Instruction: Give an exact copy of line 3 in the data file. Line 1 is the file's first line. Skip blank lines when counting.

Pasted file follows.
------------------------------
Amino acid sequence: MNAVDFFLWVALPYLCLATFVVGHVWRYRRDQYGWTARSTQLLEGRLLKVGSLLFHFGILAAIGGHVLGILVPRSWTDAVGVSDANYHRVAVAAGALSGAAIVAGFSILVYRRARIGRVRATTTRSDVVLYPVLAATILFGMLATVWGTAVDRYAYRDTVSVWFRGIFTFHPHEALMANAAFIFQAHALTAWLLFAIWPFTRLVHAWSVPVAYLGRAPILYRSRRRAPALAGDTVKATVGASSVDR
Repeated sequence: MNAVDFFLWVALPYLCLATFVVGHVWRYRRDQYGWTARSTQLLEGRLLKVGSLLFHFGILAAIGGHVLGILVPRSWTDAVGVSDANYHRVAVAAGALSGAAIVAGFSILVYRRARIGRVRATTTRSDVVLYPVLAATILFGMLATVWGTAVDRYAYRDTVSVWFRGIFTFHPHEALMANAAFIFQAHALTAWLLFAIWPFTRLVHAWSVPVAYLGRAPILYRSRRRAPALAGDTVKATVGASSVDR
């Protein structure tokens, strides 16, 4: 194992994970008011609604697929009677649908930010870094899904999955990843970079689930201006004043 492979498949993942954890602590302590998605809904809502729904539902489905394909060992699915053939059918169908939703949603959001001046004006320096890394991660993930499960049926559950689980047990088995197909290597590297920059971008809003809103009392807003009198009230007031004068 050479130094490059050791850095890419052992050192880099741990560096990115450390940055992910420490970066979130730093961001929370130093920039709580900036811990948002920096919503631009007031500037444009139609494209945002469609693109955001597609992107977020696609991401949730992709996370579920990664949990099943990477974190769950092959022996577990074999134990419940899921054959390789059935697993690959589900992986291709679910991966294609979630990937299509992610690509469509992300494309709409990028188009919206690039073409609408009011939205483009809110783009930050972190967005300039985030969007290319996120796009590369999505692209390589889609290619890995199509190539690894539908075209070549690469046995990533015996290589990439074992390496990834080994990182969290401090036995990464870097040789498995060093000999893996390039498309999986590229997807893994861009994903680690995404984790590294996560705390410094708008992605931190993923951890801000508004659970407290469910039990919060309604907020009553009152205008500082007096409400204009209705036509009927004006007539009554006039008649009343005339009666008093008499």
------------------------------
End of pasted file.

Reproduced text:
């Protein structure tokens, strides 16, 4: 194992994970008011609604697929009677649908930010870094899904999955990843970079689930201006004043 492979498949993942954890602590302590998605809904809502729904539902489905394909060992699915053939059918169908939703949603959001001046004006320096890394991660993930499960049926559950689980047990088995197909290597590297920059971008809003809103009392807003009198009230007031004068 050479130094490059050791850095890419052992050192880099741990560096990115450390940055992910420490970066979130730093961001929370130093920039709580900036811990948002920096919503631009007031500037444009139609494209945002469609693109955001597609992107977020696609991401949730992709996370579920990664949990099943990477974190769950092959022996577990074999134990419940899921054959390789059935697993690959589900992986291709679910991966294609979630990937299509992610690509469509992300494309709409990028188009919206690039073409609408009011939205483009809110783009930050972190967005300039985030969007290319996120796009590369999505692209390589889609290619890995199509190539690894539908075209070549690469046995990533015996290589990439074992390496990834080994990182969290401090036995990464870097040789498995060093000999893996390039498309999986590229997807893994861009994903680690995404984790590294996560705390410094708008992605931190993923951890801000508004659970407290469910039990919060309604907020009553009152205008500082007096409400204009209705036509009927004006007539009554006039008649009343005339009666008093008499």